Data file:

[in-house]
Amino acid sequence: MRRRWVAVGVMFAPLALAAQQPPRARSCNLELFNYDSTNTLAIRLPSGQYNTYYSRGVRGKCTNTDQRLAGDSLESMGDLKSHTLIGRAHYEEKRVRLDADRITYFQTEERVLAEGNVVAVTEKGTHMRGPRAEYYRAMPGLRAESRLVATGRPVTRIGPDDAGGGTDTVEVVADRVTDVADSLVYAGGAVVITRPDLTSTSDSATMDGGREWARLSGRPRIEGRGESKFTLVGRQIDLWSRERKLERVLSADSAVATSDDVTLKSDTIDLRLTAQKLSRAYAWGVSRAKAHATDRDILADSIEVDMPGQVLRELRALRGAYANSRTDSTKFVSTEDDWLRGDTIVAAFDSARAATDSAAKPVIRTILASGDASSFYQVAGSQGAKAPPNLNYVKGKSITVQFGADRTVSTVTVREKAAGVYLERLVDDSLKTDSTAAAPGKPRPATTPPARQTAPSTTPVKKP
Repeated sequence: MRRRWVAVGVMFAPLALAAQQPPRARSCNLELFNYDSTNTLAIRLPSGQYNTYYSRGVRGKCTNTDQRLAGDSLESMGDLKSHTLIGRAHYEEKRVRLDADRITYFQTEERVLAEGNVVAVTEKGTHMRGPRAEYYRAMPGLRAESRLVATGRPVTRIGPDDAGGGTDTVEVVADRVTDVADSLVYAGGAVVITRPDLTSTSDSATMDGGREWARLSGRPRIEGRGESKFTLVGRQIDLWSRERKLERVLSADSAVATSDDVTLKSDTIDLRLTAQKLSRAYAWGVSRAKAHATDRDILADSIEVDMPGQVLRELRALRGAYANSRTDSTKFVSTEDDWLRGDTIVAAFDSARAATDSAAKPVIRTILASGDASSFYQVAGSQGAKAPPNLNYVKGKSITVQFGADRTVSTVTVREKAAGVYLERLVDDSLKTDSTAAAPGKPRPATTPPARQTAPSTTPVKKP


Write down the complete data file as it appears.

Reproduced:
[in-house]
Amino acid sequence: MRRRWVAVGVMFAPLALAAQQPPRARSCNLELFNYDSTNTLAIRLPSGQYNTYYSRGVRGKCTNTDQRLAGDSLESMGDLKSHTLIGRAHYEEKRVRLDADRITYFQTEERVLAEGNVVAVTEKGTHMRGPRAEYYRAMPGLRAESRLVATGRPVTRIGPDDAGGGTDTVEVVADRVTDVADSLVYAGGAVVITRPDLTSTSDSATMDGGREWARLSGRPRIEGRGESKFTLVGRQIDLWSRERKLERVLSADSAVATSDDVTLKSDTIDLRLTAQKLSRAYAWGVSRAKAHATDRDILADSIEVDMPGQVLRELRALRGAYANSRTDSTKFVSTEDDWLRGDTIVAAFDSARAATDSAAKPVIRTILASGDASSFYQVAGSQGAKAPPNLNYVKGKSITVQFGADRTVSTVTVREKAAGVYLERLVDDSLKTDSTAAAPGKPRPATTPPARQTAPSTTPVKKP
Repeated sequence: MRRRWVAVGVMFAPLALAAQQPPRARSCNLELFNYDSTNTLAIRLPSGQYNTYYSRGVRGKCTNTDQRLAGDSLESMGDLKSHTLIGRAHYEEKRVRLDADRITYFQTEERVLAEGNVVAVTEKGTHMRGPRAEYYRAMPGLRAESRLVATGRPVTRIGPDDAGGGTDTVEVVADRVTDVADSLVYAGGAVVITRPDLTSTSDSATMDGGREWARLSGRPRIEGRGESKFTLVGRQIDLWSRERKLERVLSADSAVATSDDVTLKSDTIDLRLTAQKLSRAYAWGVSRAKAHATDRDILADSIEVDMPGQVLRELRALRGAYANSRTDSTKFVSTEDDWLRGDTIVAAFDSARAATDSAAKPVIRTILASGDASSFYQVAGSQGAKAPPNLNYVKGKSITVQFGADRTVSTVTVREKAAGVYLERLVDDSLKTDSTAAAPGKPRPATTPPARQTAPSTTPVKKP